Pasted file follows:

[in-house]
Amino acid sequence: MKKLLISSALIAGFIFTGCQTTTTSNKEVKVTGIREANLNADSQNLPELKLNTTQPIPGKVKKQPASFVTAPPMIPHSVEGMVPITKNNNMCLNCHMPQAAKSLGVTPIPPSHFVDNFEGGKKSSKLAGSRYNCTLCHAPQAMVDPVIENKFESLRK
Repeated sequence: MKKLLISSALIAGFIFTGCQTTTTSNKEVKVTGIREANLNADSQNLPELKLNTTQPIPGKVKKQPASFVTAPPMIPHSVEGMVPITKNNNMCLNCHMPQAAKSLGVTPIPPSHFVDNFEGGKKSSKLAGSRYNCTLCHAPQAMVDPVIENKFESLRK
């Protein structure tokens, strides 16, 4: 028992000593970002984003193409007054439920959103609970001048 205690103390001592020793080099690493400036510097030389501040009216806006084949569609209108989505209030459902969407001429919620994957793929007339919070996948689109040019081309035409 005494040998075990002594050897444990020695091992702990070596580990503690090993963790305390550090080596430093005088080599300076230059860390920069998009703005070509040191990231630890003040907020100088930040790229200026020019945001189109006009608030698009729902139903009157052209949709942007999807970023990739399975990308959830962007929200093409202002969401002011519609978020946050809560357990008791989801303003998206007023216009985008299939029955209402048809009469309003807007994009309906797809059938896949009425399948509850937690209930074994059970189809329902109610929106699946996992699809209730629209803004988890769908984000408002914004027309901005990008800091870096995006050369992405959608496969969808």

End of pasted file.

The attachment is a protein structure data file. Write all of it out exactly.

[in-house]
Amino acid sequence: MKKLLISSALIAGFIFTGCQTTTTSNKEVKVTGIREANLNADSQNLPELKLNTTQPIPGKVKKQPASFVTAPPMIPHSVEGMVPITKNNNMCLNCHMPQAAKSLGVTPIPPSHFVDNFEGGKKSSKLAGSRYNCTLCHAPQAMVDPVIENKFESLRK
Repeated sequence: MKKLLISSALIAGFIFTGCQTTTTSNKEVKVTGIREANLNADSQNLPELKLNTTQPIPGKVKKQPASFVTAPPMIPHSVEGMVPITKNNNMCLNCHMPQAAKSLGVTPIPPSHFVDNFEGGKKSSKLAGSRYNCTLCHAPQAMVDPVIENKFESLRK
């Protein structure tokens, strides 16, 4: 028992000593970002984003193409007054439920959103609970001048 205690103390001592020793080099690493400036510097030389501040009216806006084949569609209108989505209030459902969407001429919620994957793929007339919070996948689109040019081309035409 005494040998075990002594050897444990020695091992702990070596580990503690090993963790305390550090080596430093005088080599300076230059860390920069998009703005070509040191990231630890003040907020100088930040790229200026020019945001189109006009608030698009729902139903009157052209949709942007999807970023990739399975990308959830962007929200093409202002969401002011519609978020946050809560357990008791989801303003998206007023216009985008299939029955209402048809009469309003807007994009309906797809059938896949009425399948509850937690209930074994059970189809329902109610929106699946996992699809209730629209803004988890769908984000408002914004027309901005990008800091870096995006050369992405959608496969969808």